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Anyone fancy Polish pieróg lubelski?

polonius 54 | 420
4 Nov 2012 #1
Pieróg Lubelski is a bread or egg-bread loaf filled with a mixture of buckwheat, potatoes of farmer (curd) cheese. To those who grew up with it this is a typical babcia's comfort food. Actually it is known along Poland's eastern flank from Podlasie down through Lubelszczyzna to Podkarpacie.
Dominika99 1 | 93
4 Nov 2012 #2
Is it unpatriotic to prefer pierogi ruskie?
boletus 30 | 1,366
4 Nov 2012 #3
Those are two different things. Pieróg lubelski is also known as pieróg gryczany.
Pierogi ruskie are something else: different size (small), different preparation (boiled, or boiled then fried). Pieróg gryczany is baked.

Dominika99 1 | 93
4 Nov 2012 #4
Interesting, this is the first that I hear of this pierog.

I haven't seen much of eastern Poland, which sucks because I've been to Lublin briefly and liked it there.
beckski 12 | 1,617
4 Nov 2012 #5
They sound yummy! Looks like the baked version may be easier to prepare.
pgtx 29 | 3,159
4 Nov 2012 #6
It reminds me of a pieróg which you could only buy on ul. Szewska in Krakow. That was when I was a kid, the place doesn't exist anymore.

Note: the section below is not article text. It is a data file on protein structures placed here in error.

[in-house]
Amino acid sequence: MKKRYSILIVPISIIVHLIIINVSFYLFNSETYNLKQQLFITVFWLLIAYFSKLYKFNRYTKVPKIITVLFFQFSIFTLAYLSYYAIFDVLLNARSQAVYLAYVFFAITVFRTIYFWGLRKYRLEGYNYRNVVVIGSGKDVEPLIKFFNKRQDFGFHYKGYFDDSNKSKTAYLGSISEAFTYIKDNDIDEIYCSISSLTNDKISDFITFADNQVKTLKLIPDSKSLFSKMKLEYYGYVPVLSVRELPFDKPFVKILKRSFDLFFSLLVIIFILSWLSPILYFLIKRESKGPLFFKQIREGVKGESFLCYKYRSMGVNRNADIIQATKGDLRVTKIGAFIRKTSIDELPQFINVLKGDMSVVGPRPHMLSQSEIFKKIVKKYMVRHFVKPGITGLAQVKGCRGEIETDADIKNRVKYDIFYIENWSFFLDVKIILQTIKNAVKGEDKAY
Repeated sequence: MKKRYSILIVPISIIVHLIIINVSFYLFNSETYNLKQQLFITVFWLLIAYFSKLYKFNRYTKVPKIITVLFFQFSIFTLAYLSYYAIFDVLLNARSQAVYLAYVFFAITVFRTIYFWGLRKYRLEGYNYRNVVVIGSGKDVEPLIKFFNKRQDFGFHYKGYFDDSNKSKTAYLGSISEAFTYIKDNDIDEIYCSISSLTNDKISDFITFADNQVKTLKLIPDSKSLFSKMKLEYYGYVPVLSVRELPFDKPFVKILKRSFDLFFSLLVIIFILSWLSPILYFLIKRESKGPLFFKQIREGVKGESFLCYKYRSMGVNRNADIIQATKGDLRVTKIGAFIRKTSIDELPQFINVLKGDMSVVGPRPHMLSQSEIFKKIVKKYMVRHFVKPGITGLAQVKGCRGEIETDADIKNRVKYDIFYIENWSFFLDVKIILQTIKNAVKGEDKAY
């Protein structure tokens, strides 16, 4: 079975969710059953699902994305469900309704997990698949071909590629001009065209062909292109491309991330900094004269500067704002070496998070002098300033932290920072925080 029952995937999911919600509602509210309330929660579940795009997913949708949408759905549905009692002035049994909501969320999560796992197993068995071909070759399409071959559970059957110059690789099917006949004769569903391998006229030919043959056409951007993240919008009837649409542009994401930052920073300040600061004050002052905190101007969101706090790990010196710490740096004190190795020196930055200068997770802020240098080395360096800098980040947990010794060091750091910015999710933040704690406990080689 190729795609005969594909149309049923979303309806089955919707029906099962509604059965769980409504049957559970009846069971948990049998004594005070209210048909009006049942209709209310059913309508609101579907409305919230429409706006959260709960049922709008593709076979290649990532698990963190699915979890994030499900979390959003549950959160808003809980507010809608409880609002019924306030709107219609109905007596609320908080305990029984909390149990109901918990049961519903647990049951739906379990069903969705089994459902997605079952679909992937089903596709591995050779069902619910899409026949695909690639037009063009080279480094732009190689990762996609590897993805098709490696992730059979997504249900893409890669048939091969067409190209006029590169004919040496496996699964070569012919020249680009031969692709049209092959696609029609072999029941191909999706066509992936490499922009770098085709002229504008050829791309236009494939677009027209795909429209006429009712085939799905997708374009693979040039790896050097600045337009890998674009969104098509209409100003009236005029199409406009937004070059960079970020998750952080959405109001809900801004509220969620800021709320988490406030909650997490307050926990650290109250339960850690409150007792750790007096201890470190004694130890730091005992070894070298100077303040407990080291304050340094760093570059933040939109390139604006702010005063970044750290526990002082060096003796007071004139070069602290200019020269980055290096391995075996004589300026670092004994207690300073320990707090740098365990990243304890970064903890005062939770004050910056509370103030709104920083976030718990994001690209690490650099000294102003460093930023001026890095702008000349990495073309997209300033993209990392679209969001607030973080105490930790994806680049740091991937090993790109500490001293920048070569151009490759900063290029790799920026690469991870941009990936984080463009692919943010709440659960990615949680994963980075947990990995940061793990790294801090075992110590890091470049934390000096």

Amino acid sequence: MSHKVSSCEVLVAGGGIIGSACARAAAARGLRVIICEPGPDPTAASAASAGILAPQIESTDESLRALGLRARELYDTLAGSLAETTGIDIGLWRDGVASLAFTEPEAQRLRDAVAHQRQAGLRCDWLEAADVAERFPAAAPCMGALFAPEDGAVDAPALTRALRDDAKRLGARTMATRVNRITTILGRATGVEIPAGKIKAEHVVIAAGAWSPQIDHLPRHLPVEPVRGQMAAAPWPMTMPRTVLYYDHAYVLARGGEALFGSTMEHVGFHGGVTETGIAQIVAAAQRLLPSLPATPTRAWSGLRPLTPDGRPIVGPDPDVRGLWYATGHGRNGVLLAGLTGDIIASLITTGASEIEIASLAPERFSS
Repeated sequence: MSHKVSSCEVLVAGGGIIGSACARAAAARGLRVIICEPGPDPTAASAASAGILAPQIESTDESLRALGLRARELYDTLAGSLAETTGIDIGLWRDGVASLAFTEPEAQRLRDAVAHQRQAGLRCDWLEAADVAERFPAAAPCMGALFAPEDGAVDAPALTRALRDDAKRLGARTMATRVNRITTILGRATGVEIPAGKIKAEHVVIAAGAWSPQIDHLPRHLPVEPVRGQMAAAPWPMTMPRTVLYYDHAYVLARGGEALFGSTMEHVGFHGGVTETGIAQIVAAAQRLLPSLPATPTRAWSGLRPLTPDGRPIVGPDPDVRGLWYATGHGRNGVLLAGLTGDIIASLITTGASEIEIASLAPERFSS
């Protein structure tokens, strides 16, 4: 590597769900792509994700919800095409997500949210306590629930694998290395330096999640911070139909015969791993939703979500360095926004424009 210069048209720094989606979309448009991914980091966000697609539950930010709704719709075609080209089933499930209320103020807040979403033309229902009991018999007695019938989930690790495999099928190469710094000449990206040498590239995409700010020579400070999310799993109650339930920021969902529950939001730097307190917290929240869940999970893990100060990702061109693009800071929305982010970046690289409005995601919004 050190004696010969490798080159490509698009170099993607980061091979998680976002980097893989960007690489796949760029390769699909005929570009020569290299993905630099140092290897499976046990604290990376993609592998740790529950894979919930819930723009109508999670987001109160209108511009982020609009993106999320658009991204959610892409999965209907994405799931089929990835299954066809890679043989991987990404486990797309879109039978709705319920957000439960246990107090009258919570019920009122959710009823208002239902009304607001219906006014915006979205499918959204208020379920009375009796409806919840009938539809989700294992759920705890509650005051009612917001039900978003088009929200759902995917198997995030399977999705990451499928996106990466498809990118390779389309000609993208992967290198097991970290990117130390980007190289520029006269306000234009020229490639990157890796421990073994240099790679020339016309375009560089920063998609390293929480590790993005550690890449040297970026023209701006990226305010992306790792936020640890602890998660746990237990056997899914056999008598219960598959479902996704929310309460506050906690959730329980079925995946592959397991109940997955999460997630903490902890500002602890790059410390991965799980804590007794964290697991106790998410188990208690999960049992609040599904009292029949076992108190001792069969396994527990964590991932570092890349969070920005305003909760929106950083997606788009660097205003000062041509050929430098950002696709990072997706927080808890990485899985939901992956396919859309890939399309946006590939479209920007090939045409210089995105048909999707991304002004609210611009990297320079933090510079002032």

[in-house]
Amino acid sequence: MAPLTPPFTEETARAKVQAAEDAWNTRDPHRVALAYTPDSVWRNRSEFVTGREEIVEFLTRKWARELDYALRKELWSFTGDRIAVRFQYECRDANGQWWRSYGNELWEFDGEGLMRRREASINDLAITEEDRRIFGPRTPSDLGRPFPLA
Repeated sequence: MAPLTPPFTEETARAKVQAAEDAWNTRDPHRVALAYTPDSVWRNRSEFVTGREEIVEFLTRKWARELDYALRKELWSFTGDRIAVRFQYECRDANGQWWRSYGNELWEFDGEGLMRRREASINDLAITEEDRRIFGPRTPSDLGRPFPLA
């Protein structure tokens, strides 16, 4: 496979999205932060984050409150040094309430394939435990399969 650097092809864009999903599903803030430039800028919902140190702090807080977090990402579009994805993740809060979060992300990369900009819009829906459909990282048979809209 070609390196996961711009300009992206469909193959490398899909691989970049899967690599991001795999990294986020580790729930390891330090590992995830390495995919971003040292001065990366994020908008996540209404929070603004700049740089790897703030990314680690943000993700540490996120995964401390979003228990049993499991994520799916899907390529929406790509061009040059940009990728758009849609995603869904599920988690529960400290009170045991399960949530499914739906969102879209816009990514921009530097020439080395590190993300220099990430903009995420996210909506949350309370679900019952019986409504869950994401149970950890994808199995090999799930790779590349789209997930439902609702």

It was different than pieróg lubelski, I guess, wrapped in dough cabbage and muchrooms. It was long for a half meter. And delicious.
I always was buying it on my way to the rynek

Maybe somebody remembers? Krakusy? Or it is totally forgotten? :(
OP polonius 54 | 420
4 Nov 2012 #7
There is a similar loaf called a kulebiak which instead of groats is usually stuffed with cooked cabbage, but may even contain a rice and egg filling, fish or other things. Google it - I'm sure there'll be pictures and recipes.
4 Nov 2012 #8
Maybe somebody remembers? Krakusy? Or it is totally forgotten? :(

Times change.

These days you can get really good stuff every week but you need to order in advance from the children or grandchildren of the woman in question (who you have as facebook friends).
pgtx 29 | 3,159
4 Nov 2012 #9
Yes, it was kind of like kulebiak. I know that because my grandma makes it.
I was only wondering if anybody else shares my long time sentiment.

It was from the old school days if you know what i mean :)
4 Nov 2012 #10
There's an a/c guy my father used to deal with who ships from Poland (these days) to FW, they might be able to throw in a few kg of pierogi....
27 Feb 2016 #11
My Bacia used to make pierog (buckwheat, cheese curd - no potatoes). We sliced it and fried it in butter for breakfasts!

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